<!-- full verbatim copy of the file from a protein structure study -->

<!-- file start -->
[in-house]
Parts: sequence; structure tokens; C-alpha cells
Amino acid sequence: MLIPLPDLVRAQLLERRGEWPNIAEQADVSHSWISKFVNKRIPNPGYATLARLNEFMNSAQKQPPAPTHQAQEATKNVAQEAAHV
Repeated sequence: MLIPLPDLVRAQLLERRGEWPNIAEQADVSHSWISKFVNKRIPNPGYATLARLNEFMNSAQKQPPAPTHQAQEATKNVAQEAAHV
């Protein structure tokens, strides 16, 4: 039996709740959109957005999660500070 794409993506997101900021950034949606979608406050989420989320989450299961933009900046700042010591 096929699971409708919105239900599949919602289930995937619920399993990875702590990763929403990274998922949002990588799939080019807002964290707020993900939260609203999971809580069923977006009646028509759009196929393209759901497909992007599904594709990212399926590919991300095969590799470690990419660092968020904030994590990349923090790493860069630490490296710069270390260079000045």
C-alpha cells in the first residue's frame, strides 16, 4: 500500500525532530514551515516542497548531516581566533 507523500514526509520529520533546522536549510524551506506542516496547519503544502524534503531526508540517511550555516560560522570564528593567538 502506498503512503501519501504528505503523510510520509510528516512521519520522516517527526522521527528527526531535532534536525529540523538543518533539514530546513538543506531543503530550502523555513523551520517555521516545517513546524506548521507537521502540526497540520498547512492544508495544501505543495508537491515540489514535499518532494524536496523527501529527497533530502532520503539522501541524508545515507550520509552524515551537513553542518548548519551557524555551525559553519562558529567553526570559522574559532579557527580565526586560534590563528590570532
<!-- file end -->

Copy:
[in-house]
Parts: sequence; structure tokens; C-alpha cells
Amino acid sequence: MLIPLPDLVRAQLLERRGEWPNIAEQADVSHSWISKFVNKRIPNPGYATLARLNEFMNSAQKQPPAPTHQAQEATKNVAQEAAHV
Repeated sequence: MLIPLPDLVRAQLLERRGEWPNIAEQADVSHSWISKFVNKRIPNPGYATLARLNEFMNSAQKQPPAPTHQAQEATKNVAQEAAHV
């Protein structure tokens, strides 16, 4: 039996709740959109957005999660500070 794409993506997101900021950034949606979608406050989420989320989450299961933009900046700042010591 096929699971409708919105239900599949919602289930995937619920399993990875702590990763929403990274998922949002990588799939080019807002964290707020993900939260609203999971809580069923977006009646028509759009196929393209759901497909992007599904594709990212399926590919991300095969590799470690990419660092968020904030994590990349923090790493860069630490490296710069270390260079000045």
C-alpha cells in the first residue's frame, strides 16, 4: 500500500525532530514551515516542497548531516581566533 507523500514526509520529520533546522536549510524551506506542516496547519503544502524534503531526508540517511550555516560560522570564528593567538 502506498503512503501519501504528505503523510510520509510528516512521519520522516517527526522521527528527526531535532534536525529540523538543518533539514530546513538543506531543503530550502523555513523551520517555521516545517513546524506548521507537521502540526497540520498547512492544508495544501505543495508537491515540489514535499518532494524536496523527501529527497533530502532520503539522501541524508545515507550520509552524515551537513553542518548548519551557524555551525559553519562558529567553526570559522574559532579557527580565526586560534590563528590570532